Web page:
Channing Tatum, left, and Dwayne Johnson are shown in a scene from "G.I.… (Jaimie Trueblood / AP )
The soldiers of "G.I. Joe: Retaliation" will unleash havoc this weekend, stopping some cavemen dead in their tracks.
The Channing Tatum-Bruce Willis action sequel is expected to gross between $45 million and $50 million through Easter Sunday, according to those who've seen pre-release surveys.
Financed by Paramount, MGM and Skydance, and released by Paramount, the 3-D film has the benefit of a full slate of Thursday screenings as well as showings on a handful of screens Wednesday night, which have already garnered the movie $2.2 million.
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The action-figure adaptation will easily top "The Croods," DreamWorks Animation's caveman comedy, which opened last weekend to a solid $43.7 million. The animated film will battle it out for second place this weekend with Lionsgate’s "Temptation: Confessions of a Marriage Counselor," a rare Tyler Perry drama that also marks an even rarer feature acting turn by Kim Kardashian. She plays a temptress in the thriller-tinged picture.
The films are expected to tally about $20 million each, according to people who've seen the pre-release surveys.
Heading for a likely fourth-place finish is the supernatural/sci-fi tale "The Host," the first cinematic adaptation from "Twilight" author Stephenie Meyer not connected to her vampire blockbuster. Directed by Andrew Niccol and costing an estimated $50 million, "The Host," which stars Saiorse Ronan as a young woman who refuses to let an alien invader take over her mind, is forecast to open with $15 million to $18 million for independent studio Open Road.
But the big question this weekend will be "G.I. Joe," which cost its backers an estimated $140 million to produce. Like its predecessor, it looks at elite soldiers fighting the evil forces of Cobra, and features Tatum as Duke and Dwayne Johnson as Roadblock. Four years ago, the original opened to $54.7 million in the somewhat heavier August moviegoing season, though that film did not have the benefit of 3-D ticket prices.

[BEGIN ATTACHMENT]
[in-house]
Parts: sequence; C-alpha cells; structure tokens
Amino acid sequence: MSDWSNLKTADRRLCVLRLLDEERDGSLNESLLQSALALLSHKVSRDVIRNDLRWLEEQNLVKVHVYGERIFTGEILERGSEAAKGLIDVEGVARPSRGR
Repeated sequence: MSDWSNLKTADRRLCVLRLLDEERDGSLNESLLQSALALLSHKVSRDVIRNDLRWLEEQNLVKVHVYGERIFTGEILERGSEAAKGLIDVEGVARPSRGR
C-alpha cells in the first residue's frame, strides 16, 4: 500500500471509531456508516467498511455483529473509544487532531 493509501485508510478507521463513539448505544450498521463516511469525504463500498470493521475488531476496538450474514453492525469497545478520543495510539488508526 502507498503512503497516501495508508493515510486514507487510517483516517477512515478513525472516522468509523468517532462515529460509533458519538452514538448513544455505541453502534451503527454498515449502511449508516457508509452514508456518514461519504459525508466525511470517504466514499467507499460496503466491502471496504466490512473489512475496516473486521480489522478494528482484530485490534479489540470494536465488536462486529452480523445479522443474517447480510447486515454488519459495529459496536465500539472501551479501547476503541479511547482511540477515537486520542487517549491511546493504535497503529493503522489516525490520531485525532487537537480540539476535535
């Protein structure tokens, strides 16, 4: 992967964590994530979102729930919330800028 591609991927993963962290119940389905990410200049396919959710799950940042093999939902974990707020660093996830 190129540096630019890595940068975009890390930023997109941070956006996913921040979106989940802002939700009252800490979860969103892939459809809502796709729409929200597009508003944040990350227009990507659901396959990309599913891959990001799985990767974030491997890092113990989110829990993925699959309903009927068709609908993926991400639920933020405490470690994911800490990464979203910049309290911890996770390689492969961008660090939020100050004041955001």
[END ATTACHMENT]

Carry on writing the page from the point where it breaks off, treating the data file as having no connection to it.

Paramount made several switches after the modest success of Stephen Sommers' 2009 effort -- which made $302 million in global box office on a production budget of nearly $200 million).
For the new tale, director Jon Chu -- best known for music-themed films such as "Step Up 3D" and "Justin Bieber: Never Say Never" -- took the reins. Paramount also surprised some in the industry by pushing the release date nine months from June 2012 in order to allow for a conversion to 3-D, despite the fact that a Super Bowl ad and other marketing had already rolled out.
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The production also added Willis this time around, in the hope of giving it more name-brand cachet, and hired "Zombieland" scribes Rhett Reese and Paul Wernick to write the script.
The movie will also open this weekend in 53 foreign markets, where the studio hopes the international appeal of its cast and the general performance of the action genre provide a boost.
Meanwhile, "Temptation," which centers on a torrid love triangle gone wrong, provides another opportunity for Perry to move outside his trademark comedies.
He has not always fared well in that realm: His last such attempt, October's "Alex Cross," underperformed with just $25 million at the domestic box office, though in February 2012, his romantic drama "Good Deeds" performed slightly better, with $35 million.
Last weekend’s second-place movie, the White House-destruction thriller "Olympus Has Fallen," is expected to stay true to its name, dropping significantly in the face of the similarly targeted "G.I. Joe."
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